Posts Tagged ‘BNY Mellon’

Computershare is WAY better than BNY Mellon

Saturday, February 26th, 2011

Recently, I wrote about BNY Mellon’s inept handling of 2010 1099-OIDs for Israel bonds, my relief that the State of Israel had decided to replace BNY Mellon with Computershare as the fiscal agent for Israel Bonds purchased in the U.S., and my hope that Computershare would be better than BNY Mellon.

Less than 12 hours after I posted that blog entry, I received email from someone at Computershare:

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Thank God Israel Bonds kicked BNY Mellon to the curb

Wednesday, February 16th, 2011

My wife and I own a number of Israeli Bonds purchased over the course of many years (typically after annual High Holiday appeals). Many of these bonds are Original Issue Discount (OID) bonds. Dispensing with all the technical details, the general idea of an OID bond is that you get a 1099-OID statement every year showing how much you have to report to the IRS and pay taxes on as income, but you don’t actually get the money you’ve thus reported until the bond matures and you redeem it.

Until very recently, Israeli Bonds sold in the United States were administered by BNY Mellon. They’ve been the agents for some other stock I’ve owned, and they have been consistently difficult and unpleasant to deal with.

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Citi Smith Barney refunds transfer fees

Monday, December 15th, 2008

I wrote previously about the painful experience I had trying to transfer from stock from Citi Smith Barney into my Vanguard brokerage account, and about the bogus transfer fee that Citi Smith Barney charged me without prior notice.

Citi Smith Barney charged the fee because I initiated the stock transfer from Vanguard.  I did it this way because the Vanguard instructions complete and comprehensible, whereas the Citi Smith Barney instructions were gobbledygook.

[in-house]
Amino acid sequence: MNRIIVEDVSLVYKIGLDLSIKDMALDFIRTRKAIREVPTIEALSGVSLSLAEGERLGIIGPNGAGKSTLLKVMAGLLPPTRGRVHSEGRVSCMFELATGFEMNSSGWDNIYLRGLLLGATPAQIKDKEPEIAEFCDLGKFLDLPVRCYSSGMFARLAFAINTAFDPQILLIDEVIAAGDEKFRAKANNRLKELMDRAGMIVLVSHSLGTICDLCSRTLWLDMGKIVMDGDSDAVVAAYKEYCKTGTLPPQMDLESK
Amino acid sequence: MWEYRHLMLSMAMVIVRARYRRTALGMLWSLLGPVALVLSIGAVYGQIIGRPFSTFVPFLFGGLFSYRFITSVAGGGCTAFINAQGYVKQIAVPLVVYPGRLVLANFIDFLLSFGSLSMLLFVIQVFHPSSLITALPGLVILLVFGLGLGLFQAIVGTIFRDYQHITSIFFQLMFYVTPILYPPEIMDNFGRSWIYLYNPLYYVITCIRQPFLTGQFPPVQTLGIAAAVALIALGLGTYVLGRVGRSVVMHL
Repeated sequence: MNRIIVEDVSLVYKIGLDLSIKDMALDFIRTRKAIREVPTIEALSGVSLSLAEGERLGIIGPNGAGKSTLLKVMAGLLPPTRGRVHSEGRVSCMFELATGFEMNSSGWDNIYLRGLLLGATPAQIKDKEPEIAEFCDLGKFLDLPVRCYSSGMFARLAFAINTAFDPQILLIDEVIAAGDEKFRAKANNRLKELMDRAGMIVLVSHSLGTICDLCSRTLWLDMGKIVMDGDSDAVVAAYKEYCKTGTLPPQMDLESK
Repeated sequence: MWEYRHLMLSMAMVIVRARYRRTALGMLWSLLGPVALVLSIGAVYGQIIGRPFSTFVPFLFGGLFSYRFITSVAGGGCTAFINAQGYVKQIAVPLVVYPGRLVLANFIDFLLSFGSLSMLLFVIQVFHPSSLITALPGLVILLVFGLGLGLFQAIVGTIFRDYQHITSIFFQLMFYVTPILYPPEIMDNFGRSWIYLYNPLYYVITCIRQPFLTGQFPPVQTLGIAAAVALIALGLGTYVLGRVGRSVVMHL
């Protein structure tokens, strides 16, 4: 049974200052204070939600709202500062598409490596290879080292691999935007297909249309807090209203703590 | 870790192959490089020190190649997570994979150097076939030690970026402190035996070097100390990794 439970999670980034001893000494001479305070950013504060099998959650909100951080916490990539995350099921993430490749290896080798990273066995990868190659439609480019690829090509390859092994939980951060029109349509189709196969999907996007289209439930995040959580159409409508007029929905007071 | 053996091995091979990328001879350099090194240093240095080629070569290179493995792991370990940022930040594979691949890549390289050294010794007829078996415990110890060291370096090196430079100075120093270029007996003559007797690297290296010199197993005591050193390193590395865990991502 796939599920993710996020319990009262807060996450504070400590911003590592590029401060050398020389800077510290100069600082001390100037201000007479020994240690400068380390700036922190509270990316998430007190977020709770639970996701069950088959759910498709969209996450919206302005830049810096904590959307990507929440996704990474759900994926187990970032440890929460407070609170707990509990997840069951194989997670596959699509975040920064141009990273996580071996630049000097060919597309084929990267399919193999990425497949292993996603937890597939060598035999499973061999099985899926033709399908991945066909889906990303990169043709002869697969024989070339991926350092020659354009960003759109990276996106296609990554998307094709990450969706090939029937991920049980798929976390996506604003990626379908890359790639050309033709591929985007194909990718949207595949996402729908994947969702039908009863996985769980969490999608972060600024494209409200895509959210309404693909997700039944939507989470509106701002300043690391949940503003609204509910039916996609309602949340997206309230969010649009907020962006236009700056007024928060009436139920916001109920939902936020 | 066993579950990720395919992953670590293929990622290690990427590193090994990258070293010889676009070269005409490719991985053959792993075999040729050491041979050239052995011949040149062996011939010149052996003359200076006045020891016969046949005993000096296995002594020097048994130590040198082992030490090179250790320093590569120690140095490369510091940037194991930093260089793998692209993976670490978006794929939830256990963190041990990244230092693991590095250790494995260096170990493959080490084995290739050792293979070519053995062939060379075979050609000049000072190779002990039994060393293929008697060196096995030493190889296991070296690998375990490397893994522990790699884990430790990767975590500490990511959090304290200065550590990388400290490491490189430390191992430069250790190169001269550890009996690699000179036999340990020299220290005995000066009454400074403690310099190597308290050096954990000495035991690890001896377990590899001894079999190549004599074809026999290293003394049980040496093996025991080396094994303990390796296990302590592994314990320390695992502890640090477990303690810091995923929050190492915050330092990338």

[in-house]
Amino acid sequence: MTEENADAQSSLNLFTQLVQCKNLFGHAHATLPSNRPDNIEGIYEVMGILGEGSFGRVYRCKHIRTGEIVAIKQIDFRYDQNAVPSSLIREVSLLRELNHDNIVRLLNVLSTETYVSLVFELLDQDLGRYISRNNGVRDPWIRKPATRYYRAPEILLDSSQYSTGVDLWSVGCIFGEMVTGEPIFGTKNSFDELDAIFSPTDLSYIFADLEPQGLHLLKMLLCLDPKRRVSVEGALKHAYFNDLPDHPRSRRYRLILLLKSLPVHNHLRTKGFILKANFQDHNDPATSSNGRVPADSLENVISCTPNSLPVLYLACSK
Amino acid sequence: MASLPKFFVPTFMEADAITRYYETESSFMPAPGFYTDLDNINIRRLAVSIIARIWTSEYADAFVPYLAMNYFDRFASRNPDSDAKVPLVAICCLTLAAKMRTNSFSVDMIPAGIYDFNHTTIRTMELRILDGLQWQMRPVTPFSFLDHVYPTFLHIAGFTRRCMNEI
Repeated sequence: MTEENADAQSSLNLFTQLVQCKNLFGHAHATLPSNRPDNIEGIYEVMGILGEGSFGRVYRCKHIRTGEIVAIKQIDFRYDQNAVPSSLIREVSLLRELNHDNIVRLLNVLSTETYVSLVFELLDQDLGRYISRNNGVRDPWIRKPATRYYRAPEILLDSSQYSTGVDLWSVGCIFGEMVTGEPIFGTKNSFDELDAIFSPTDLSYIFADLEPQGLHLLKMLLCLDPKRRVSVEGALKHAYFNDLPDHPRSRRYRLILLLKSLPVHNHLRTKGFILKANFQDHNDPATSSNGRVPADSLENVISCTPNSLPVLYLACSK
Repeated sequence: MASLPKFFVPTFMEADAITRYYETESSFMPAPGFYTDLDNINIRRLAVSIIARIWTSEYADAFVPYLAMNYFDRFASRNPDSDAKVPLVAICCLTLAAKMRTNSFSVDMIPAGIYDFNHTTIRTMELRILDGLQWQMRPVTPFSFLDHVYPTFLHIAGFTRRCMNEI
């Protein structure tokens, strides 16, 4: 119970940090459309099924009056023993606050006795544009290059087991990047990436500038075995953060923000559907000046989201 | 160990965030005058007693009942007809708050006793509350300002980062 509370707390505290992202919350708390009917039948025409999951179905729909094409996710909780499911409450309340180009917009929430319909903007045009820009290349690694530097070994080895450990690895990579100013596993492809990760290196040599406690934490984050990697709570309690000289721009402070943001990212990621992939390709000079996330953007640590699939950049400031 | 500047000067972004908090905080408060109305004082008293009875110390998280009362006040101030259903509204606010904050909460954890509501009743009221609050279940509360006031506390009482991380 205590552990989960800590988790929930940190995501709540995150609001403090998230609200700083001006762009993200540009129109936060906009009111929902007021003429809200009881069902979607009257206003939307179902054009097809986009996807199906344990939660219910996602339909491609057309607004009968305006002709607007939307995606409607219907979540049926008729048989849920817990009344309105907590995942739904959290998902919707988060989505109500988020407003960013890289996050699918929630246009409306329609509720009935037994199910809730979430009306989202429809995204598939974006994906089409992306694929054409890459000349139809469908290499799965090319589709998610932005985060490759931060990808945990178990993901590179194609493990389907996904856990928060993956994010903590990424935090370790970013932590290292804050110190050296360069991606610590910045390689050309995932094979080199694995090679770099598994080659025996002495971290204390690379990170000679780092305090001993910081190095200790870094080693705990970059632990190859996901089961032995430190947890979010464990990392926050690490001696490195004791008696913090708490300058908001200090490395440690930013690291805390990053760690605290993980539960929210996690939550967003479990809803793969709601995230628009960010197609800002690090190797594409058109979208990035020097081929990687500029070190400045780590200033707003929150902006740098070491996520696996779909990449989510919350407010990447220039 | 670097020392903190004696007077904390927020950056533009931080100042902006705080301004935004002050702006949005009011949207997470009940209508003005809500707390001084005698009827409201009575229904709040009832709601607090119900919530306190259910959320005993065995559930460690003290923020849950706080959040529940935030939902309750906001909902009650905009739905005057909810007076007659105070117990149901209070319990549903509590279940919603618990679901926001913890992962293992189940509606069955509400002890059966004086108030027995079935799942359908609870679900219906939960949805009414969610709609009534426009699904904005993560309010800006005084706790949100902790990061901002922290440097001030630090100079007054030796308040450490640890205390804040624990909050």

Since then, I dealt with another transfer agent, BNY Mellon, about transferring some shares of stock from them to my Vanguard account.  Their policy, believe it or not, is to charge a fee for transfers initiated through them, but to do it for free if the transfer is initiated through Vanguard.

Yes, that’s right, Citi Smith Barney charges for what BNY Mellon does for free, and BNY Mellon charges for what Citi Smith Barney does for free.  This illustrates rather clearly, I think, how completely bogus and detached from reality these fees are.

In any case, I received a letter from Citi Smith Barney today in which they admitted no wrongdoing (of course) but agreed to refund the fees “as an accommodation to you.”  How civil of them.

One cannot help but wonder if the substantive feedback I gave them about the quality of their services will ever be seen and considered by someone who might be able to act on it.  I doubt it.